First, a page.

DJ Diplo Melds Eclectic Sounds

The Philadelphia producer and DJ known as Diplo has built his reputation by combining wildly different styles of music. He recently released an underground mix of rapper M.I.A.'s critically acclaimed Arular to generate buzz before the CD's official release date. Joel Rose of member station WHYY has a profile.

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STEVE INSKEEP, host:

Now yesterday at this time we told you about the Sri Lankan British rapper known as M.I.A. She was creating a buzz long before her debut CD was officially released, and that is in part because of the work of a Philadelphia producer named Diplo. From member station WHYY, Joel Rose has his story.

JOEL ROSE reporting:

Diplo's recording studio is also his apartment, a few blocks north of Philadelphia's Chinatown. The 26-year-old deejay and producer has a formidable collection of turntables, computers and video monitors, many of them culled from area flea markets.

DIPLO (Producer; Deejay): It looks really, like, epic, but it's nothing. It's, like, really cheap. Some of this stuff is, like, unusable. I have the Virtual Boy Nintendo up here for un--I'll never use that for anything. This is a drum machine. It just makes bog noises.

ROSE: Yet, it's this equipment that Diplo used to make the basic tracks for his debut CD.

(Soundbite of music)

DIPLO: D-I-P-L-O.

Unidentified Woman #1: ...(Unintelligible).

DIPLO: D-I-P-L-O.

Unidentified Woman #1: This is Diplo.

ROSE: Diplo's real name is Wesley Pentz. By the time the CD came out, he'd already built a reputation on the dance floors of Philadelphia and New York City for mixing mainstream favorites with more risque hip-hop for the South. Pentz says he makes a conscious effort to jump between wildly different styles of music during his deejay sets. He got the idea from the kids he was teaching at an after-school music class in one of the tougher neighborhoods of north Philadelphia.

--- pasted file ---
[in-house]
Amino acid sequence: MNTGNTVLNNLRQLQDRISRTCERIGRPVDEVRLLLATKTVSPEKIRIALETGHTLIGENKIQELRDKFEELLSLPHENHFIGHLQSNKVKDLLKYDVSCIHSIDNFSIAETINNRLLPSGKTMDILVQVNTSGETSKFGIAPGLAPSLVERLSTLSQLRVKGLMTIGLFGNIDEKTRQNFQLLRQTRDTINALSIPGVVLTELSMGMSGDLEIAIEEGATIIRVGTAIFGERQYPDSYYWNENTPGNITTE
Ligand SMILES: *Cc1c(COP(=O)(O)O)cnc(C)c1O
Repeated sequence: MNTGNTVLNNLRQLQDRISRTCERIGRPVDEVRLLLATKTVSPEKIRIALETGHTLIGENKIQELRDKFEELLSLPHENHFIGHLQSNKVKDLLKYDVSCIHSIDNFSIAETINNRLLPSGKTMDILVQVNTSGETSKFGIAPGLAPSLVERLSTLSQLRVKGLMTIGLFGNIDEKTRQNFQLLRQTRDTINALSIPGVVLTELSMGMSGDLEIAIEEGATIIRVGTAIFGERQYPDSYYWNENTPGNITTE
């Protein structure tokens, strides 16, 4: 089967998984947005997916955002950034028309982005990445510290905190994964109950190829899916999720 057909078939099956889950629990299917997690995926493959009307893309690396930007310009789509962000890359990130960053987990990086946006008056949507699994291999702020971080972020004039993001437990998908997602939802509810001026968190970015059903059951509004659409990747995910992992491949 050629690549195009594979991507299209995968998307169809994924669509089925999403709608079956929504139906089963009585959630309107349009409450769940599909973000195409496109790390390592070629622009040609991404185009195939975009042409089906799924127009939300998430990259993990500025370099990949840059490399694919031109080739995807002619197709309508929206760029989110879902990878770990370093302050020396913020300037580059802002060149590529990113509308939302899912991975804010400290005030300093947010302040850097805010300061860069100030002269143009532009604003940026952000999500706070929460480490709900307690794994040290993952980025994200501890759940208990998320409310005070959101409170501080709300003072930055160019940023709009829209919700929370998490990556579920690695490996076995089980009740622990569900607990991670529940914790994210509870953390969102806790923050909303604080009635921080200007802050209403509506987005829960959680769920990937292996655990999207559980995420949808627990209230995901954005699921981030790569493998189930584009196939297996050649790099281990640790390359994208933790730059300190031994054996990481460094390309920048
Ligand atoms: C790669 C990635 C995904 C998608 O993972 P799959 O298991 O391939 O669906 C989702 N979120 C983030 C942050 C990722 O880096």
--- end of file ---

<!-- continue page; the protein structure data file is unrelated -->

DIPLO: These were, like, five- to 12-year-old kids and they were, like, obsessed with the Baltimore club music and the dirty South music and all the real street raw music that didn't get a lot of radio air play, didn't get any club air play. I just really felt with these kids, they were, like, giving me a real sense that this is something that's exciting; this is something that I could play.

ROSE: And play with, as he did on his CD "Florida."

(Soundbite of music)

Unidentified Woman #2: (Singing) ...(Unintelligible). Ding, dinga, ding, ding, dinga, ding, ding. Who are you? And open the window. (Unintelligible) zing, dinga, ding. Dinga, do, yo, yo, yo. Have you heard the new stash. She's giving sex for cash and gonna make it last. You better know that.

ROSE: It was this track that caught the attention of M.I.A., whose real name is Mia Arulpragasam. The Sri Lankan British rapper called last year and asked Pentz if he would produce a cut for her debut record. She flew from London to Philadelphia. He wound up producing two tracks for the album, and they started dating. Last fall, M.I.A. and Diplo put together an underground mix tape, including some of Pentz's dance floor favorites and his remixes of M.I.A.'s songs.

(Soundbite of "Galang")

M.I.A.: (Singing) Blaze to blaze, galang a lang alanga. Purple haze, galang a lang a langlang. Blaze to blaze, galang a lang alanga. Purple haze, galang a lang a langlang.

ROSE: The mixed tape is called "Piracy Funds Terrorism Volume 1," a tongue-in-cheek play on the recording industry's attitude towards unlicensed music distribution. Pentz says that's misses the point. Mixed tapes are supposed to get people talking.